To Leopard's amusement I was up and dressed and ready to go when he got to my tent at 5:50 am!
We enjoyed a yummy continental breakfast and climbed into the game viewer by 7 am. The drive was quieter than the previous evening, but there was still plenty to see… hyenas, sititunga, steenbok, elephants. A plethora of birds appeared over the course of the drive. We saw carmine bee-eaters, hornbills (yellow, red, ground and bradburys) and a brown snake eagle. We also spotted lilac-breasted rollers, storks, herons, babblers, shrikes and more.
Leopard searched for his namesake, but without luck. As we returned for brunch he was all promises for the afternoon drive. Brunch… Wow! What a choice! Superb lasagna and a full English breakfast, home-made breads and muffins too.
The afternoon drive focused on finding the elusive spotted cat! While we were at it we saw hippos, crocks, elephants, zebra, wildebeest, giraffe and birds galore. We had almost given up hope when we came upon a beautiful female leopard. She was dozing. She uncoiled with her best Cleopatra impersonation, slunk up a tree branch and gazed at us from the branch as if she ruled the world. She remained there for almost an hour, until it was too dark to photograph and she wandered off looking for dinner.
Back at camp we enjoyed another awesome meal of roast lamb with all the trimmings as the stars rose over the horizon and the magical night sky reminded me of how fortunate I was!
We opted not to do the morning drive, but to take a leisurely breakfast before leaving on the next leg of our journey to the Ghoha Hills Lodge. The drive can only be described as a severe test, both for me and for the vehicle. We opted to take the route through Savuti from South Gate to Kwai Bridge, over the Sand Ridge Route, in order to avoid the traffic and potholes on the other route. It looked like much more fun. Seven and a half hours at about 10km/h enabled us to appreciate the lions, the many elephants and plenty more en-route.
Ghoha Hills was simply amazing. The staff welcomed us like long lost friends and served us lunch before taking us to settle in our rooms. From there we sought out the hide. We sipped pink gins as the elephants cavorted in front of us. As we enjoyed the activities of the large mammals, a cheeky tree squirrel stole the snacks from under our noses.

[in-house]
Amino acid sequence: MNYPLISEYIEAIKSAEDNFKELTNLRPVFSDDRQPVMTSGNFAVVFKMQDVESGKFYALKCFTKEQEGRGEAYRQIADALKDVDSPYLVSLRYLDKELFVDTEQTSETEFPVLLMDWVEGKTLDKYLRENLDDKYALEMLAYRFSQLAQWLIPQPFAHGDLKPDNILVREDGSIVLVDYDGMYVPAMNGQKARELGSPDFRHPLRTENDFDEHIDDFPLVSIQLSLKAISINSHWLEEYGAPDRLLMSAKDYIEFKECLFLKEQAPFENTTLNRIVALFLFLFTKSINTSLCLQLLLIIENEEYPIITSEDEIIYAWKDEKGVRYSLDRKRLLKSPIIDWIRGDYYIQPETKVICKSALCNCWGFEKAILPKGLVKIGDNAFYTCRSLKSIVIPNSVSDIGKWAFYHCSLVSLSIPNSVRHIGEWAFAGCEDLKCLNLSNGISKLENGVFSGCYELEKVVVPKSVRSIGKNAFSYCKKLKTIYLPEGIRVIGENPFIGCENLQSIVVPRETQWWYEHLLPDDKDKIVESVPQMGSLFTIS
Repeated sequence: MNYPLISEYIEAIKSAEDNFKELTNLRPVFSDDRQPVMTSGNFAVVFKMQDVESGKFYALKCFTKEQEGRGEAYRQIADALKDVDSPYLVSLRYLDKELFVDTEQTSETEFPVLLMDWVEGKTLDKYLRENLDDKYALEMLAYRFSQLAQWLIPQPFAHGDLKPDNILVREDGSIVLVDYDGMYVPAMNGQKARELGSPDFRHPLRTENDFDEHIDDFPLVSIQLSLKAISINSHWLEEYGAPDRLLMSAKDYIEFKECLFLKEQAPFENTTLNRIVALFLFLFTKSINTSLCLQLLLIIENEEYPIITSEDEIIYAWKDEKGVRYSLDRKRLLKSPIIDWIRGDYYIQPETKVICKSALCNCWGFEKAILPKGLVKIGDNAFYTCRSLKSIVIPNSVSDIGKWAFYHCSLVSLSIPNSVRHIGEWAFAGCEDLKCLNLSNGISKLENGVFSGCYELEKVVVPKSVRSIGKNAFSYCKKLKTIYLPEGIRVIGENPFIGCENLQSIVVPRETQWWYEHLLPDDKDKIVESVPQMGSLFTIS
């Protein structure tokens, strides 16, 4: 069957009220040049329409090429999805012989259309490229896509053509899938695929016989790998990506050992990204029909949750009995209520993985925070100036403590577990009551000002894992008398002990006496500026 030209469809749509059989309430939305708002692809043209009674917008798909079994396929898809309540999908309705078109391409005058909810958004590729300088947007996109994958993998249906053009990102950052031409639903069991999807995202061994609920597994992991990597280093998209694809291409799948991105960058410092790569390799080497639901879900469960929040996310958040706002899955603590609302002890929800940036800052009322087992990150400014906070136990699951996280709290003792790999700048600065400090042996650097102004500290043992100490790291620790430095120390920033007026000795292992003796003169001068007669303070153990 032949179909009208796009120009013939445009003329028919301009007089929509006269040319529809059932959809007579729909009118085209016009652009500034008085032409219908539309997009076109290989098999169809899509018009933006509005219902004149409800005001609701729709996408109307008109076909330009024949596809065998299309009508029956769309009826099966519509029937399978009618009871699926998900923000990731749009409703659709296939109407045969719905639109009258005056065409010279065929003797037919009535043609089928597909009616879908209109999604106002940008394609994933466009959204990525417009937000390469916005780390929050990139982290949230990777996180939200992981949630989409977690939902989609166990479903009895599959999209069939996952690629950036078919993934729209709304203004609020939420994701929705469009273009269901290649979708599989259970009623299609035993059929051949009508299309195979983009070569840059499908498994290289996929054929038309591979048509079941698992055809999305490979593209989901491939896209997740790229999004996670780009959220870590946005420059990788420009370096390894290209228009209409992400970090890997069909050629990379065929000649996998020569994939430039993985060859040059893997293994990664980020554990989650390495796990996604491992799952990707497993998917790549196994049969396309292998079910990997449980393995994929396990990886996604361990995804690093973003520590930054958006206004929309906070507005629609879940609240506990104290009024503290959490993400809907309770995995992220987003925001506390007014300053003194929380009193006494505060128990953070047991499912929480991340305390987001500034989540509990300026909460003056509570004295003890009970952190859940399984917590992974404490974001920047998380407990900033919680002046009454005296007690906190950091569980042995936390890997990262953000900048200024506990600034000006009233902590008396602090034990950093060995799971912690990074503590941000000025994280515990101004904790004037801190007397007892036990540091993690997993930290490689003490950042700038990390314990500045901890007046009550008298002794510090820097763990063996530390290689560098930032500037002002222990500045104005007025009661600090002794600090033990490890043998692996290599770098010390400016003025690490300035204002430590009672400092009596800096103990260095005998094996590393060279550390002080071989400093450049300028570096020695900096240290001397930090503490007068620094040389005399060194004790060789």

Dinner was a mouth-watering fillet with a spread of fresh veggies and salad. Lying in bed we were serenaded by the howl of the jackals, laughing hyenas and the incomparable roaring of a pride of lions.
A quick breakfast was followed by a full day safari in our open game drive vehicle through the back roads of the Savuti… Oh, wow! The area around the Dry Savuti Channel teemed with game. Elephants, lions, lion cubs, buffalo, giraffe and many varieties of antelope and birds elicited gasps of appreciation. We stopped at a waterhole for lunch, enjoying the view of hundreds of elephant drinking and bathing, while the babies chased the warthog.
Back at the lodge we again enjoyed Sundowners at the hide, this time with a female lion who had taken up residence... then dinner, where we were joined by our host Abram and Nanette and the evening was spent enjoying fine cuisine and great stories of Africa.
Abrams, Nanette and the whole Ghoha Hills team were superbly attentive. It was with reluctance that we were moving along after two rich and relaxing days.
There were still places to visit, remote roads to explore and adventures to experience so we continued north through the Chobe to Ngoma Lodge.
The road did not disappoint. It challenged us, both in its conditions and in finding our way around the massive breeding herds of elephants. Thanks to Tracks for Africa we were able to find alternate routes most of the time… We got lost once and had to back track and explore a bit, but it turned out well as we happened upon a pack of wild dogs while finding our way.
We arrived at Ngoma Lodge in time for a late lunch before hopping on the lodge's bus to Chobe Lodge for a boat cruise on the river surrounded by hippos, crocs, elephants and an array amazing bird life.
Sadly, we spent just one night at Ngoma as we were off for an early crossing of the border into Namibia. From there to travel the mythic Caprivi Strip.
Our first stop was the Lianshulu Lodge in the Madumu Reserve… Sadly the lodge failed dismally. After the splendid service and attention we had received at the lodges in Botswana, it was rather disappointing. The Reserve was nice and the game viewing good, but the elephants were nervous and somewhat aggressive. The reserve is wild, and allows free camping anywhere you want which is a bonus for those doing camping trips.